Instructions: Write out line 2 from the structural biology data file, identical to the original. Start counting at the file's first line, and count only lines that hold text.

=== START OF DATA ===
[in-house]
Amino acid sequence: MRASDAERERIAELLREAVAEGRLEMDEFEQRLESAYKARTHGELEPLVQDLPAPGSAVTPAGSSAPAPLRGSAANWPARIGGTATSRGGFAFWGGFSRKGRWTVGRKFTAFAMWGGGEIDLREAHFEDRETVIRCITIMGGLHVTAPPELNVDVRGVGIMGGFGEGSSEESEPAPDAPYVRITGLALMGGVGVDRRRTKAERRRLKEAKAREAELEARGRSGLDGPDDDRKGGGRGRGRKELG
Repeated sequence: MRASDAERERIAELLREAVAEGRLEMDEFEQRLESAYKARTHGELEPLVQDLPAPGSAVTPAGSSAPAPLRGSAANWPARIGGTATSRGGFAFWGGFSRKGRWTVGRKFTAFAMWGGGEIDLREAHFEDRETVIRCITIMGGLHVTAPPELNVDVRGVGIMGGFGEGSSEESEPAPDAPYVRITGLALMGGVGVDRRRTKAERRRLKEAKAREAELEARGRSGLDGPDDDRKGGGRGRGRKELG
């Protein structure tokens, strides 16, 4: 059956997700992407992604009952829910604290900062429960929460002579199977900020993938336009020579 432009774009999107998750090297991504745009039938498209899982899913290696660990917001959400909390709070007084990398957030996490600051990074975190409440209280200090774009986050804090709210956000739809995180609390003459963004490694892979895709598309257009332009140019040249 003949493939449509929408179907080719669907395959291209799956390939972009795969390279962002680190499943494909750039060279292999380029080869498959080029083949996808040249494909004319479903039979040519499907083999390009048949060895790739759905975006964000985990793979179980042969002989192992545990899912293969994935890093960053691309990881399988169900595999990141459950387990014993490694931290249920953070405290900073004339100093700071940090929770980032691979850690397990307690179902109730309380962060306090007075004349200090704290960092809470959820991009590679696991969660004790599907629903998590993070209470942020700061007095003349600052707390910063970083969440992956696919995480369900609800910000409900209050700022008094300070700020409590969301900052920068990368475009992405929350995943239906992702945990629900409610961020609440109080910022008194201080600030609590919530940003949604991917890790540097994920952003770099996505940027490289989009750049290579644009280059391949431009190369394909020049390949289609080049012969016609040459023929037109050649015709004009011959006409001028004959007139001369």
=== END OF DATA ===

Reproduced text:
Amino acid sequence: MRASDAERERIAELLREAVAEGRLEMDEFEQRLESAYKARTHGELEPLVQDLPAPGSAVTPAGSSAPAPLRGSAANWPARIGGTATSRGGFAFWGGFSRKGRWTVGRKFTAFAMWGGGEIDLREAHFEDRETVIRCITIMGGLHVTAPPELNVDVRGVGIMGGFGEGSSEESEPAPDAPYVRITGLALMGGVGVDRRRTKAERRRLKEAKAREAELEARGRSGLDGPDDDRKGGGRGRGRKELG